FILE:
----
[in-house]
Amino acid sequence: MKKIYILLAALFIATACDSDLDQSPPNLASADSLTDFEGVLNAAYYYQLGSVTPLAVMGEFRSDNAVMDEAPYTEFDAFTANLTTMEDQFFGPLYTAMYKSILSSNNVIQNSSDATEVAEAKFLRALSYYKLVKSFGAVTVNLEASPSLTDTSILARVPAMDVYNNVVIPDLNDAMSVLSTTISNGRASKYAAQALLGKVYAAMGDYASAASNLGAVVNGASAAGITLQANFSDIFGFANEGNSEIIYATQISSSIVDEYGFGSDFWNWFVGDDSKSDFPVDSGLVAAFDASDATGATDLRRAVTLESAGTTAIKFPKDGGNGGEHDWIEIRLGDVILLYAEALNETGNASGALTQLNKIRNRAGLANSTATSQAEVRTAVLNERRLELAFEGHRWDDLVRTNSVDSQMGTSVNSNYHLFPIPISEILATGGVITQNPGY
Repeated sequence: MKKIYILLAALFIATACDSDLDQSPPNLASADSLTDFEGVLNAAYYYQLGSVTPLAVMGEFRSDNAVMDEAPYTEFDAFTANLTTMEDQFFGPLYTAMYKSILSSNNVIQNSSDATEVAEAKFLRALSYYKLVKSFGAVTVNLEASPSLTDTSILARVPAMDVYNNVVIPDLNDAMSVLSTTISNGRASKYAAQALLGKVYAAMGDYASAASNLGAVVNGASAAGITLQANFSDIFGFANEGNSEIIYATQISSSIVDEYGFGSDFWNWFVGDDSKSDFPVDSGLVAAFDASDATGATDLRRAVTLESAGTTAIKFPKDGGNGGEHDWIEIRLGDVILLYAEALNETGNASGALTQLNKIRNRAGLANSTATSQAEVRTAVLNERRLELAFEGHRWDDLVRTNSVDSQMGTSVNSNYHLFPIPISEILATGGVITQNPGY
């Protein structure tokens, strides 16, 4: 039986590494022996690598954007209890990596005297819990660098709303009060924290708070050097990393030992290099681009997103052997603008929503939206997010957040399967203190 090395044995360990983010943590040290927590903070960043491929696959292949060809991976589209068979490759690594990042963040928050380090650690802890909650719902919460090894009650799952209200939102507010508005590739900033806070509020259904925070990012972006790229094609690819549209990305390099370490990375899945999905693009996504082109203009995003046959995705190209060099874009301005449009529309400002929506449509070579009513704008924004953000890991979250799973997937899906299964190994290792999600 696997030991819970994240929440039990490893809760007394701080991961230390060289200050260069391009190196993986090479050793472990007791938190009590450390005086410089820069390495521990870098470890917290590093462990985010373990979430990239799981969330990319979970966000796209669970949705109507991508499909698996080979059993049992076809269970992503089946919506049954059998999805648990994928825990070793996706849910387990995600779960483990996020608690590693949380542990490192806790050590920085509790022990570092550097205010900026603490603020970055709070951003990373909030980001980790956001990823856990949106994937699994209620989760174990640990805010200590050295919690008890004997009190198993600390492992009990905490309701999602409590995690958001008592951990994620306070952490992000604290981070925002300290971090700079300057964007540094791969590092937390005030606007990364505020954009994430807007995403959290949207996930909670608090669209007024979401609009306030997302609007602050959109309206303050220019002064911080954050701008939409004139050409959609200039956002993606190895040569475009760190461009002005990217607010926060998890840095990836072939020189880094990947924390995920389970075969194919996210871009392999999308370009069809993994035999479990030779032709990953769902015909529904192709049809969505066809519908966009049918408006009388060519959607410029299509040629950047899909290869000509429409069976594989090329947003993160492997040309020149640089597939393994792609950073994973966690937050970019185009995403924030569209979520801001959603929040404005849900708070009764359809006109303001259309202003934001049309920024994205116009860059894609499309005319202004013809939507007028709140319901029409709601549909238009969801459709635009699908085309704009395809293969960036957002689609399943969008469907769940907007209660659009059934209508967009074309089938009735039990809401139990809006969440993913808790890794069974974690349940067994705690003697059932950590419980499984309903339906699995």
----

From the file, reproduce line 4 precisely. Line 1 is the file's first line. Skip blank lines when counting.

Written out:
């Protein structure tokens, strides 16, 4: 039986590494022996690598954007209890990596005297819990660098709303009060924290708070050097990393030992290099681009997103052997603008929503939206997010957040399967203190 090395044995360990983010943590040290927590903070960043491929696959292949060809991976589209068979490759690594990042963040928050380090650690802890909650719902919460090894009650799952209200939102507010508005590739900033806070509020259904925070990012972006790229094609690819549209990305390099370490990375899945999905693009996504082109203009995003046959995705190209060099874009301005449009529309400002929506449509070579009513704008924004953000890991979250799973997937899906299964190994290792999600 696997030991819970994240929440039990490893809760007394701080991961230390060289200050260069391009190196993986090479050793472990007791938190009590450390005086410089820069390495521990870098470890917290590093462990985010373990979430990239799981969330990319979970966000796209669970949705109507991508499909698996080979059993049992076809269970992503089946919506049954059998999805648990994928825990070793996706849910387990995600779960483990996020608690590693949380542990490192806790050590920085509790022990570092550097205010900026603490603020970055709070951003990373909030980001980790956001990823856990949106994937699994209620989760174990640990805010200590050295919690008890004997009190198993600390492992009990905490309701999602409590995690958001008592951990994620306070952490992000604290981070925002300290971090700079300057964007540094791969590092937390005030606007990364505020954009994430807007995403959290949207996930909670608090669209007024979401609009306030997302609007602050959109309206303050220019002064911080954050701008939409004139050409959609200039956002993606190895040569475009760190461009002005990217607010926060998890840095990836072939020189880094990947924390995920389970075969194919996210871009392999999308370009069809993994035999479990030779032709990953769902015909529904192709049809969505066809519908966009049918408006009388060519959607410029299509040629950047899909290869000509429409069976594989090329947003993160492997040309020149640089597939393994792609950073994973966690937050970019185009995403924030569209979520801001959603929040404005849900708070009764359809006109303001259309202003934001049309920024994205116009860059894609499309005319202004013809939507007028709140319901029409709601549909238009969801459709635009699908085309704009395809293969960036957002689609399943969008469907769940907007209660659009059934209508967009074309089938009735039990809401139990809006969440993913808790890794069974974690349940067994705690003697059932950590419980499984309903339906699995």